I am in Britain and it feels very strange. Normally I am able to have two Christmases - the Czech and the British. That is because the Czech Christmas starts with St Nicholas Day on the 6th December, when the squares and streets fill up with people dressed as angels, devils and St Nick himself. Excited children are asked by the three whether they have been good or bad over the year and are given their rewards (usually) or punishments. The shops are stocked with chocolate or marzipan versions of the three interrogators. In the Czech Republic Christmas lasts for weeks ending on 12th Night or Three Kings Day (more of the latter in a future post).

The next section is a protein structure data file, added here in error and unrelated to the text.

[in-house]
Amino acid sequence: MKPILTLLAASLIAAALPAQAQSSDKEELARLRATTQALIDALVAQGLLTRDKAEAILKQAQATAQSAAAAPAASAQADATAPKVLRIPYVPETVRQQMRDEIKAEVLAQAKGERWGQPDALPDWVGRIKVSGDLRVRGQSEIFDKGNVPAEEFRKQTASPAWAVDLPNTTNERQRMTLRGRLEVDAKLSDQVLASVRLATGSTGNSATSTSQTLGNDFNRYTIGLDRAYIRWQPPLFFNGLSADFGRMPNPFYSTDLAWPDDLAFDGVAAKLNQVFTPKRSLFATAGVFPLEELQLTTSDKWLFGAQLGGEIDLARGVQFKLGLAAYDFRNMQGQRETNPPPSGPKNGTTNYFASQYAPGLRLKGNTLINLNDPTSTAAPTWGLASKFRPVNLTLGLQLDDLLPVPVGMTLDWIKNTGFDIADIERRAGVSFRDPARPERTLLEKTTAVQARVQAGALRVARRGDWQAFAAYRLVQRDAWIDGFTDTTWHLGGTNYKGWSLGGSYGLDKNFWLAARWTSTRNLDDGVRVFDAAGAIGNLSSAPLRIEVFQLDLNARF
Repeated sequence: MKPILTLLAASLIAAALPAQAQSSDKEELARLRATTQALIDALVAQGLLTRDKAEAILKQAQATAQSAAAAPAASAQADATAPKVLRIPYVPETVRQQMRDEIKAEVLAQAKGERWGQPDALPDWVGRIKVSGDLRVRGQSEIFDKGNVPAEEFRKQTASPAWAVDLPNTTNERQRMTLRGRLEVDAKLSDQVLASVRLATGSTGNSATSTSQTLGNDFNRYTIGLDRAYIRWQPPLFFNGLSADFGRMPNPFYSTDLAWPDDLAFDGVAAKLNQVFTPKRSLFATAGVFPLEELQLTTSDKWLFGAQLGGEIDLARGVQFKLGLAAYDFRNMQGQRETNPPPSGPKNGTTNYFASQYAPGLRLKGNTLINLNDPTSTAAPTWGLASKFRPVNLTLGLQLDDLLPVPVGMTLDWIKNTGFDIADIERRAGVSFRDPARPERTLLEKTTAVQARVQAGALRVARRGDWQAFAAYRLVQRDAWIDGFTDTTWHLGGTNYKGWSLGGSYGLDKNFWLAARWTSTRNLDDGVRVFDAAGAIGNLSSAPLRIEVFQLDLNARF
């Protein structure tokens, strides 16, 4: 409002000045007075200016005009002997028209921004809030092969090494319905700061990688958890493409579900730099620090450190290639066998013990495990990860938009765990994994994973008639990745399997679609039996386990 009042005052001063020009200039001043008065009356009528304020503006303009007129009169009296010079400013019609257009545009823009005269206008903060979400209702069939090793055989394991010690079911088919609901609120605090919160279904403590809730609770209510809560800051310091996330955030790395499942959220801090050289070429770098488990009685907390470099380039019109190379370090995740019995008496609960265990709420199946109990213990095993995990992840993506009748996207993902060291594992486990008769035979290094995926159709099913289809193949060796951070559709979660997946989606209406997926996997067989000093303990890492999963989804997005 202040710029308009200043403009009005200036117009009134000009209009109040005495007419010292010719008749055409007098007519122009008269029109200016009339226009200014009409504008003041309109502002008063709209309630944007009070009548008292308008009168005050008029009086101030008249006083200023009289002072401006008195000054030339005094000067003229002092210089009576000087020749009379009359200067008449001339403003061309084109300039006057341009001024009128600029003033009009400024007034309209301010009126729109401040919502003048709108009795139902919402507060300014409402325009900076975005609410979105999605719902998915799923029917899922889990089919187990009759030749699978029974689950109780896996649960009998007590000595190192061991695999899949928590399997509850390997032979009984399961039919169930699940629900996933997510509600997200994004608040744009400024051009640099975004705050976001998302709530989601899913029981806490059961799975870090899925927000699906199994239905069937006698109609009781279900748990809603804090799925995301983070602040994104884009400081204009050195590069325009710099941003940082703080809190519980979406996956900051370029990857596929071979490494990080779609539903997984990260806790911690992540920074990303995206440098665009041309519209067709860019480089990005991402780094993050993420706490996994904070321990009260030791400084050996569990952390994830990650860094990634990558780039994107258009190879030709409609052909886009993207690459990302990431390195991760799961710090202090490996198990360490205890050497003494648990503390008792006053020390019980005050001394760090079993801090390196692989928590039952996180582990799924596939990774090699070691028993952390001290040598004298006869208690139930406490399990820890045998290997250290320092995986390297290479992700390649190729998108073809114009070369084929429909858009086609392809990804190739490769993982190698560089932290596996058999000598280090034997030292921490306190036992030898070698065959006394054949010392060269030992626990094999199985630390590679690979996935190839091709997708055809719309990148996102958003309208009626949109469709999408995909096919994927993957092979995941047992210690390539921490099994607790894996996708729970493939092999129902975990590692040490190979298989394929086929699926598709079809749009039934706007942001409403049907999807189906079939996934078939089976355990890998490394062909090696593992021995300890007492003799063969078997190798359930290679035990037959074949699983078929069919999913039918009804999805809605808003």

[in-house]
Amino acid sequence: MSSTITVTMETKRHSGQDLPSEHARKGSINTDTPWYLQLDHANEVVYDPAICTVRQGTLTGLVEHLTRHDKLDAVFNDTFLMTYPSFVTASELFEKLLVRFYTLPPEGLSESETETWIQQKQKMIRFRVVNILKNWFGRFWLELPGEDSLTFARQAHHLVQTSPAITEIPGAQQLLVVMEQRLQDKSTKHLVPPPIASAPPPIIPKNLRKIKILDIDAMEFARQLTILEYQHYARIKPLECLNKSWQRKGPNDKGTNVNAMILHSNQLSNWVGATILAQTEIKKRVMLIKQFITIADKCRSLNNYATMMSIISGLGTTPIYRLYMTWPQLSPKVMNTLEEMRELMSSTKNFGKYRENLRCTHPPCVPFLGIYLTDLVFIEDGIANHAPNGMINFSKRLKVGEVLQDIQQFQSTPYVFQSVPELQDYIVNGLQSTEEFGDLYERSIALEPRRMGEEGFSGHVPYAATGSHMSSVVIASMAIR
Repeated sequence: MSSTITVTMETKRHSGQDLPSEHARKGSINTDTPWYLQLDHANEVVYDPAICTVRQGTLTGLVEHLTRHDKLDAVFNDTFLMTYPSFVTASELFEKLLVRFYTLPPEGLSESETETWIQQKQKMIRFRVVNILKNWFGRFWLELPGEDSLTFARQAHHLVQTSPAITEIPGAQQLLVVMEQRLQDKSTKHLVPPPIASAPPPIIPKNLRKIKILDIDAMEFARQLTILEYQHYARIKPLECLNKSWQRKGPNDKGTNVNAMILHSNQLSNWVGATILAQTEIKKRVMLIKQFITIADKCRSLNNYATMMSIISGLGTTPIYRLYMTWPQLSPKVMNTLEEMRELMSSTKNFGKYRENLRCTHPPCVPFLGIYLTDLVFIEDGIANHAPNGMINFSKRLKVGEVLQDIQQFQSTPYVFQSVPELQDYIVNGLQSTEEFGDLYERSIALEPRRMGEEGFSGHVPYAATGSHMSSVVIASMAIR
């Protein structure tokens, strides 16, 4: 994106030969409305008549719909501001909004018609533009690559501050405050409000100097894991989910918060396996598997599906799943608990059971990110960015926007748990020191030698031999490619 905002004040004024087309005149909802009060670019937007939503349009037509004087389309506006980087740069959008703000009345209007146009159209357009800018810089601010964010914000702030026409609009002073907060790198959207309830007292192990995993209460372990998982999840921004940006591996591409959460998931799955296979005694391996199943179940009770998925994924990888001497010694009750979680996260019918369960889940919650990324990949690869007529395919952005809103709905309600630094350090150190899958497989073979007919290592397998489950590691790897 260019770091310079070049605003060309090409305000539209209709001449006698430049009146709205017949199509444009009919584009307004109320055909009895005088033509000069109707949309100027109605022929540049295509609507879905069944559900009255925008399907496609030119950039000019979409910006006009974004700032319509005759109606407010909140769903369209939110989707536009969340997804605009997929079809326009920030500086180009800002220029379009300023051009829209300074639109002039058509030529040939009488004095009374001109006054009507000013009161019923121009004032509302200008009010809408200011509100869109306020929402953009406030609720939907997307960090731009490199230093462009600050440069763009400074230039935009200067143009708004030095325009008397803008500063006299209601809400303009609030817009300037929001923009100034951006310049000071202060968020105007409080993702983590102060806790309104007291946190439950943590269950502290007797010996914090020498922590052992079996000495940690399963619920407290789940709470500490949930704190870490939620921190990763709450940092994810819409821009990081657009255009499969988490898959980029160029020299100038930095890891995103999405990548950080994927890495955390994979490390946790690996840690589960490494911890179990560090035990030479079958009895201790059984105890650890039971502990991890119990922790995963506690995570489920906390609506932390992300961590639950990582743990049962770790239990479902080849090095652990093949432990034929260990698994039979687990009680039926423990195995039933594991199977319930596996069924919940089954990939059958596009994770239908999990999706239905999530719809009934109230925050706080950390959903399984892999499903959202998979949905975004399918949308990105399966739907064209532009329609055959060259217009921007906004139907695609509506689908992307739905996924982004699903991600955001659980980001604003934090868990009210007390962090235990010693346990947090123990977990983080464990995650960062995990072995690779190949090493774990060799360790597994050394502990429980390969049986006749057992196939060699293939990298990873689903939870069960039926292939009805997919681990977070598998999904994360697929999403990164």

Last year I was in Prague for St Nicholas Day and found myself travelling on a tram filled with children and their parents heading for the city's squares. Also on the tram and travelling with the same purpose were a number of the seasonal characters. Actually there were more devils than angels and more angels than saints, but then the devil always has the best (and warmest) costumes and it was bitterly cold. A group of students sat at the end of the carriage half-heartedly sporting plastic red horns and facepaint, which could have been picked up in any supermarket. But some people take the business seriously. For part of the journey I sat opposite a man in the most impressive devil costume. His horns had formerly adorned the head of a ram. His clothes were made of leather, fur and sheepskin and his boots (in which he was presumably hiding his cloven hooves) were traditional leather Czech ones. The age of the boots hinted that this costume had been decades in the creation, an inheritance perhaps. The contrast with the students couldn't have been greater.